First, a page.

Examining the Microsoft mod7 product key algorithm

| 3 minutes

If you’ve ever looked into product key algorithms, you’ve most likely heard of the algorithm Microsoft used in many products in the 90’s, most notably Windows 95. If you haven’t, it’s rather simple: the digit sum of a certain segment of the key must be divisible by seven.

But contrary to what some old writeups say, that’s not all there is to it. Let’s look at each key type that uses this algorithm, and see what other aspects make a key valid.

CD Keys

CD Key prompt

The CD key is the simplest type of key, which as the name implies came with retail CDs. It consists of two segments:

XXX - The first segment is the site number. It can be nearly anything from 000 to 998 (note that Windows 95 does not care about it being a number). The following site numbers are not allowed:

  • 333
  • 444
  • 555
  • 666
  • 777
  • 888
  • 999

XXXXXXX - The second segment is where the algorithm comes into play. As mentioned earlier, the digit sum must be divisible by seven. Additionally the last digit cannot be 0 or ≥ 8 (note that this does not apply to Windows 95).

Based on these rules, the most basic universally valid key is 000-0000007. 111-1111111 is also commonly used.

Windows 95 is lax when it comes to the separator, and does not care what it is.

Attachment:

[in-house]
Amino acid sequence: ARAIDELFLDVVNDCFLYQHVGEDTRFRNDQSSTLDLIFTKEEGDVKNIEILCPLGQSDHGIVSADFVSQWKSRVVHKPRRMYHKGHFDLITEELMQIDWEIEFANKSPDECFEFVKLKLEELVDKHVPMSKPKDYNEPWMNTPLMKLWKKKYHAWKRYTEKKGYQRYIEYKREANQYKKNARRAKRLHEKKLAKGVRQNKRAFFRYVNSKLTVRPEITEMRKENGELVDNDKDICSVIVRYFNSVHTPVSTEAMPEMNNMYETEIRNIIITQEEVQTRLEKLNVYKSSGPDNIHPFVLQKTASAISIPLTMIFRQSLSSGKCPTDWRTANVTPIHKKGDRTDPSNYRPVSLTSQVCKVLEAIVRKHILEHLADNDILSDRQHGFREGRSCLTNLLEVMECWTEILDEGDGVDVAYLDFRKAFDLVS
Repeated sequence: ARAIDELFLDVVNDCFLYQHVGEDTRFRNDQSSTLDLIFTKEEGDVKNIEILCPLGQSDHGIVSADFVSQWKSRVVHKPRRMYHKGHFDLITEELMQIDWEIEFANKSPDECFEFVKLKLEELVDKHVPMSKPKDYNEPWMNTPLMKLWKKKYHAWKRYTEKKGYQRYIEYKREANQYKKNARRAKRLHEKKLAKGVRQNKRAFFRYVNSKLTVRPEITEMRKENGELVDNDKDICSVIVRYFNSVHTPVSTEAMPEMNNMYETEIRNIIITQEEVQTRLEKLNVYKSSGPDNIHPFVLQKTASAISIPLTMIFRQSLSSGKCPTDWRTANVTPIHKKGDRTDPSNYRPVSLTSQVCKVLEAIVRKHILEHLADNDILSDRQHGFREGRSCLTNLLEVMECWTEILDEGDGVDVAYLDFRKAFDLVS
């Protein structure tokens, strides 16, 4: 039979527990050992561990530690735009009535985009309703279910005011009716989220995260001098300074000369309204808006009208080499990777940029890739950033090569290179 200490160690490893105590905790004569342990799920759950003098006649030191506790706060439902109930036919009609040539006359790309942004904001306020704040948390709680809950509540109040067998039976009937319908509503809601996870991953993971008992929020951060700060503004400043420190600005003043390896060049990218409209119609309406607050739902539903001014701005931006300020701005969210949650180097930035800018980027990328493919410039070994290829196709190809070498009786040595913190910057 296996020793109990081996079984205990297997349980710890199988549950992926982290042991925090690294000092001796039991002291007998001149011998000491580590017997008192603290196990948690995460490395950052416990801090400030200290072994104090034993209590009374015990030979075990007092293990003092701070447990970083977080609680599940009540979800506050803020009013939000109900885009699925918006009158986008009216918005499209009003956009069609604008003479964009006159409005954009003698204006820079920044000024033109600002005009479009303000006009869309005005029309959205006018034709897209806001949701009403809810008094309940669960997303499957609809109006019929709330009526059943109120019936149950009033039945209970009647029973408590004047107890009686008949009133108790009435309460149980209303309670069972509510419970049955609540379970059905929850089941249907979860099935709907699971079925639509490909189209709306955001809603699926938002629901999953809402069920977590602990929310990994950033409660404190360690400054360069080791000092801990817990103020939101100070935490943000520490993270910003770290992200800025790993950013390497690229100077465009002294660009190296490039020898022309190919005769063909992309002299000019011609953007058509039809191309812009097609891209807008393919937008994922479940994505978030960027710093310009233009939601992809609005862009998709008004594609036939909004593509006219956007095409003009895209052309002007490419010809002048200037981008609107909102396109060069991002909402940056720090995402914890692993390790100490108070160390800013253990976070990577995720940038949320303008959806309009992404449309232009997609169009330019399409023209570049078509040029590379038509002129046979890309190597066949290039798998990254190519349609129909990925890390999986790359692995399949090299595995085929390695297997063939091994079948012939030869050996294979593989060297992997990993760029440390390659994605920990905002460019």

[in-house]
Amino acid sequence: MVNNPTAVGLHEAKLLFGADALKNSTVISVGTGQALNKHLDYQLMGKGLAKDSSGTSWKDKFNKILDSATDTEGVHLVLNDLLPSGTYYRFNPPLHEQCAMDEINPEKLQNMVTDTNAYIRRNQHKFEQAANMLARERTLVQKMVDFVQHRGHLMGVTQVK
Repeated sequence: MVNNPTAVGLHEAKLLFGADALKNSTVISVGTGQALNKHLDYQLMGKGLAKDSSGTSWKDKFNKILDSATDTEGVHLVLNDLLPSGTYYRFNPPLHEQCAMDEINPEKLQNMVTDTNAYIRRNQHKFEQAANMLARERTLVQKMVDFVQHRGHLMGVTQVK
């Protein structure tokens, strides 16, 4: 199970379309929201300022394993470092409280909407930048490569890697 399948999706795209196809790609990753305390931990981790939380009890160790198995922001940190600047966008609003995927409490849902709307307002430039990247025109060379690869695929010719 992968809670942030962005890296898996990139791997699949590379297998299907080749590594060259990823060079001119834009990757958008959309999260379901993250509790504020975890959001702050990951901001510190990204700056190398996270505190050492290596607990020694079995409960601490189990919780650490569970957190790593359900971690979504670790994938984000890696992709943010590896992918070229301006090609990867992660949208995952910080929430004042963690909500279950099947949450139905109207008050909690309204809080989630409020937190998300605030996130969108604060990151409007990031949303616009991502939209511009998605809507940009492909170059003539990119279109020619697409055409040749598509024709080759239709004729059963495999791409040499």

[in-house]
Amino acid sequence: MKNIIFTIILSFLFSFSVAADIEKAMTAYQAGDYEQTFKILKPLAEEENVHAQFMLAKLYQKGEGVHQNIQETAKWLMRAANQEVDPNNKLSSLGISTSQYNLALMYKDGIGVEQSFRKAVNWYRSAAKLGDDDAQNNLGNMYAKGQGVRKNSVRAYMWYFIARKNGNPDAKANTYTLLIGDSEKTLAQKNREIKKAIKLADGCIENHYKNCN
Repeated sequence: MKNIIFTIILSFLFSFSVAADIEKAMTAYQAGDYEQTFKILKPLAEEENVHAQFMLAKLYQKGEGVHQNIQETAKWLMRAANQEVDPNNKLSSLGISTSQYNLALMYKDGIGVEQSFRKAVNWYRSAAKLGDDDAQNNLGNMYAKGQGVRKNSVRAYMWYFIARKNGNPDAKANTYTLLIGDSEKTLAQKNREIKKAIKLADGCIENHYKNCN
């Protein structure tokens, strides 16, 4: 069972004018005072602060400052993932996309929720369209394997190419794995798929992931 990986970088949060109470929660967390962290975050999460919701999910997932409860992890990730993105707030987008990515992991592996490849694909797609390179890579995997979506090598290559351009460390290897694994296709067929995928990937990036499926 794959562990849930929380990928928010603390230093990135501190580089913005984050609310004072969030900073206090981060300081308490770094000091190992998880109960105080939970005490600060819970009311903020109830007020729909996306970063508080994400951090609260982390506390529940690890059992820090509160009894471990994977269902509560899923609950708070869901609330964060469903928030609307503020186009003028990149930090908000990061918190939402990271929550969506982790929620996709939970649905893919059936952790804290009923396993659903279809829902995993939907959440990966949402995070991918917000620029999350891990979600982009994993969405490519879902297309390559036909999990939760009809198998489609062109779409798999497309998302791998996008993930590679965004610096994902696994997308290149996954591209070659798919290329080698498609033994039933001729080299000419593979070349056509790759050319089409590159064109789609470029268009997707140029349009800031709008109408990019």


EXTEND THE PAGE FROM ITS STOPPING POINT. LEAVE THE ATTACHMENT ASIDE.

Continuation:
11-digit CD Keys

11-digit CD Key prompt

The 11-digit CD key is used by Office 97. Like regular CD keys, it consists of two segments:

XXXX - The first segment can be nearly anything from 0001 to 9991. There are no banned numbers, but the last digit much be 3rd digit + 1 or 2. When the result is > 9, it overflows to 0 or 1.

XXXXXXX - The second segment of the key is identical to regular CD keys.

Based on these rules, the most basic valid key is 0001-0000007. 1112-1111111 also works, as expected.

OEM Keys

OEM Key prompt

OEM keys are the most complex type of keys that use the mod7 algorithm, and typically came bundled with new computers. OEM keys consist of 4 segments:

XXXXX - The first segment represents the date the key was printed on. The first three digits can be anything from 001 to 366 (intended for leap years but that isn’t actually checked), and the last two are the year, anything from 95 to 03 (02 for Windows 95) is considered valid. For example, a key with 19296 as the first segment was printed on the 10th of July 1996.

OEM - The second segment is self-explanatory. The first Windows 95 release is the only piece of software I’m aware of that actually requires typing it in.

XXXXXXX - The third segment is where the algorithm comes into play again. The usual rule applies, except that the first digit must be 0.

XXXXX - The fourth segment is truly random, and can be anything numeric so long as it’s the correct length.

Based on these rules, the most basic valid key is 00100-OEM-0000007-00000. Highly mature people may want to forgo simplicity and go for 06900-OEM-0694207-80085 instead.


It isn’t as simple as one might expect to work with these keys, but at the same time all aspects of them could easily be guessed if you had valid keys to refer to.

I don’t think Microsoft intended this algorithm to be very robust, rather they just wanted a fast algorithm that kept the most basic software pirates at bay.

Sources used: The leaked Windows NT 4 source code, experimentation for 11-digit keys.

Errata: Exceptions for Windows 95 where not mentioned before (2021/02/09), the most basic valid key -> most basic universally valid key in CD keys section (2022/07/23)